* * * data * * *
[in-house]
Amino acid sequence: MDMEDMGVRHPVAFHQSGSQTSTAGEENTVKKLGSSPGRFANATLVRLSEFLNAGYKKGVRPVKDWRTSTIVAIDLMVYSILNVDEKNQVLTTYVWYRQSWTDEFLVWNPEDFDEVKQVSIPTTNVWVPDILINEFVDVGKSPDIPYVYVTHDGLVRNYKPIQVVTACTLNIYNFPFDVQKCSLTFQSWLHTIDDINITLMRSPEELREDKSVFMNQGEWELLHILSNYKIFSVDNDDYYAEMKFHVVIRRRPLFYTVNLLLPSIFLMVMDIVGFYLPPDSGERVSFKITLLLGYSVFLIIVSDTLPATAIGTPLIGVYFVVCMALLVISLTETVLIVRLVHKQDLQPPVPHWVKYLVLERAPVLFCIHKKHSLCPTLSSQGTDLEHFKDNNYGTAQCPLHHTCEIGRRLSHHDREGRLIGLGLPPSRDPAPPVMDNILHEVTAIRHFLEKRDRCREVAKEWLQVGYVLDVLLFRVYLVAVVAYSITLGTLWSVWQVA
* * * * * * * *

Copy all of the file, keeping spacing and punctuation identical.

[in-house]
Amino acid sequence: MDMEDMGVRHPVAFHQSGSQTSTAGEENTVKKLGSSPGRFANATLVRLSEFLNAGYKKGVRPVKDWRTSTIVAIDLMVYSILNVDEKNQVLTTYVWYRQSWTDEFLVWNPEDFDEVKQVSIPTTNVWVPDILINEFVDVGKSPDIPYVYVTHDGLVRNYKPIQVVTACTLNIYNFPFDVQKCSLTFQSWLHTIDDINITLMRSPEELREDKSVFMNQGEWELLHILSNYKIFSVDNDDYYAEMKFHVVIRRRPLFYTVNLLLPSIFLMVMDIVGFYLPPDSGERVSFKITLLLGYSVFLIIVSDTLPATAIGTPLIGVYFVVCMALLVISLTETVLIVRLVHKQDLQPPVPHWVKYLVLERAPVLFCIHKKHSLCPTLSSQGTDLEHFKDNNYGTAQCPLHHTCEIGRRLSHHDREGRLIGLGLPPSRDPAPPVMDNILHEVTAIRHFLEKRDRCREVAKEWLQVGYVLDVLLFRVYLVAVVAYSITLGTLWSVWQVA